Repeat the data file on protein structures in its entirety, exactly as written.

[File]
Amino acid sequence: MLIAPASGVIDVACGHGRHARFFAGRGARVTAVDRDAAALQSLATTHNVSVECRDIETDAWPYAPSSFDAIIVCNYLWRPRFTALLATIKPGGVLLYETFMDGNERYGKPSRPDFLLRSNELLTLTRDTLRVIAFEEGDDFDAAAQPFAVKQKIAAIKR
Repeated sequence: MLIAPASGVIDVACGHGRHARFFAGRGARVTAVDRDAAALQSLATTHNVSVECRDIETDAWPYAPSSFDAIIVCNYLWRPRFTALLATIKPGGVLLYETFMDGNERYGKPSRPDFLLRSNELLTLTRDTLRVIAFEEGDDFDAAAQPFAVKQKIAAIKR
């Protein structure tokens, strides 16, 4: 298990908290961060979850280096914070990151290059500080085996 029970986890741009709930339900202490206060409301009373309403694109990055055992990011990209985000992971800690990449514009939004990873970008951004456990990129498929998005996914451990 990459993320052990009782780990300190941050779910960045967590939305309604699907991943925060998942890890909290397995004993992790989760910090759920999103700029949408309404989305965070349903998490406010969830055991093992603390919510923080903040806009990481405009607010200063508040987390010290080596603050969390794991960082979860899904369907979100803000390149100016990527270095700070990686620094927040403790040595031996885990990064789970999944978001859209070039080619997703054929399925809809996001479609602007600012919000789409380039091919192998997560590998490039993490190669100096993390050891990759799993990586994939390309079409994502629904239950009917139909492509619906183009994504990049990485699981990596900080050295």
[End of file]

Amino acid sequence: MLIAPASGVIDVACGHGRHARFFAGRGARVTAVDRDAAALQSLATTHNVSVECRDIETDAWPYAPSSFDAIIVCNYLWRPRFTALLATIKPGGVLLYETFMDGNERYGKPSRPDFLLRSNELLTLTRDTLRVIAFEEGDDFDAAAQPFAVKQKIAAIKR
Repeated sequence: MLIAPASGVIDVACGHGRHARFFAGRGARVTAVDRDAAALQSLATTHNVSVECRDIETDAWPYAPSSFDAIIVCNYLWRPRFTALLATIKPGGVLLYETFMDGNERYGKPSRPDFLLRSNELLTLTRDTLRVIAFEEGDDFDAAAQPFAVKQKIAAIKR
């Protein structure tokens, strides 16, 4: 298990908290961060979850280096914070990151290059500080085996 029970986890741009709930339900202490206060409301009373309403694109990055055992990011990209985000992971800690990449514009939004990873970008951004456990990129498929998005996914451990 990459993320052990009782780990300190941050779910960045967590939305309604699907991943925060998942890890909290397995004993992790989760910090759920999103700029949408309404989305965070349903998490406010969830055991093992603390919510923080903040806009990481405009607010200063508040987390010290080596603050969390794991960082979860899904369907979100803000390149100016990527270095700070990686620094927040403790040595031996885990990064789970999944978001859209070039080619997703054929399925809809996001479609602007600012919000789409380039091919192998997560590998490039993490190669100096993390050891990759799993990586994939390309079409994502629904239950009917139909492509619906183009994504990049990485699981990596900080050295």